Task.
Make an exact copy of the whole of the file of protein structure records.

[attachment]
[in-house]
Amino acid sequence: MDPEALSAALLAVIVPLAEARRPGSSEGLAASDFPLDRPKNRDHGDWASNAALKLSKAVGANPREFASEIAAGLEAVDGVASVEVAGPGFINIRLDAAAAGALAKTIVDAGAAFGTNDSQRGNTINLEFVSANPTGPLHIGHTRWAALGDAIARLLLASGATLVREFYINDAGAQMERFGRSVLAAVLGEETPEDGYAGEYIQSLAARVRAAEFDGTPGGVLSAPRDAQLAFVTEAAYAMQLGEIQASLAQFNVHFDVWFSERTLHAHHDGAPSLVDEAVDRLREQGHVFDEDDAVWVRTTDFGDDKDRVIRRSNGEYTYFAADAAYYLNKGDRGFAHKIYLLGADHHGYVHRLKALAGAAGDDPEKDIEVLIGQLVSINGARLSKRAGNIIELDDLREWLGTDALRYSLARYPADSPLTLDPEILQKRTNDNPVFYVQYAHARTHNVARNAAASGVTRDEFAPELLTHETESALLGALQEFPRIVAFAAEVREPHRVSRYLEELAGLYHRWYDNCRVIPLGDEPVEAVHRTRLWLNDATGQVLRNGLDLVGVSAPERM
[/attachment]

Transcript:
[in-house]
Amino acid sequence: MDPEALSAALLAVIVPLAEARRPGSSEGLAASDFPLDRPKNRDHGDWASNAALKLSKAVGANPREFASEIAAGLEAVDGVASVEVAGPGFINIRLDAAAAGALAKTIVDAGAAFGTNDSQRGNTINLEFVSANPTGPLHIGHTRWAALGDAIARLLLASGATLVREFYINDAGAQMERFGRSVLAAVLGEETPEDGYAGEYIQSLAARVRAAEFDGTPGGVLSAPRDAQLAFVTEAAYAMQLGEIQASLAQFNVHFDVWFSERTLHAHHDGAPSLVDEAVDRLREQGHVFDEDDAVWVRTTDFGDDKDRVIRRSNGEYTYFAADAAYYLNKGDRGFAHKIYLLGADHHGYVHRLKALAGAAGDDPEKDIEVLIGQLVSINGARLSKRAGNIIELDDLREWLGTDALRYSLARYPADSPLTLDPEILQKRTNDNPVFYVQYAHARTHNVARNAAASGVTRDEFAPELLTHETESALLGALQEFPRIVAFAAEVREPHRVSRYLEELAGLYHRWYDNCRVIPLGDEPVEAVHRTRLWLNDATGQVLRNGLDLVGVSAPERM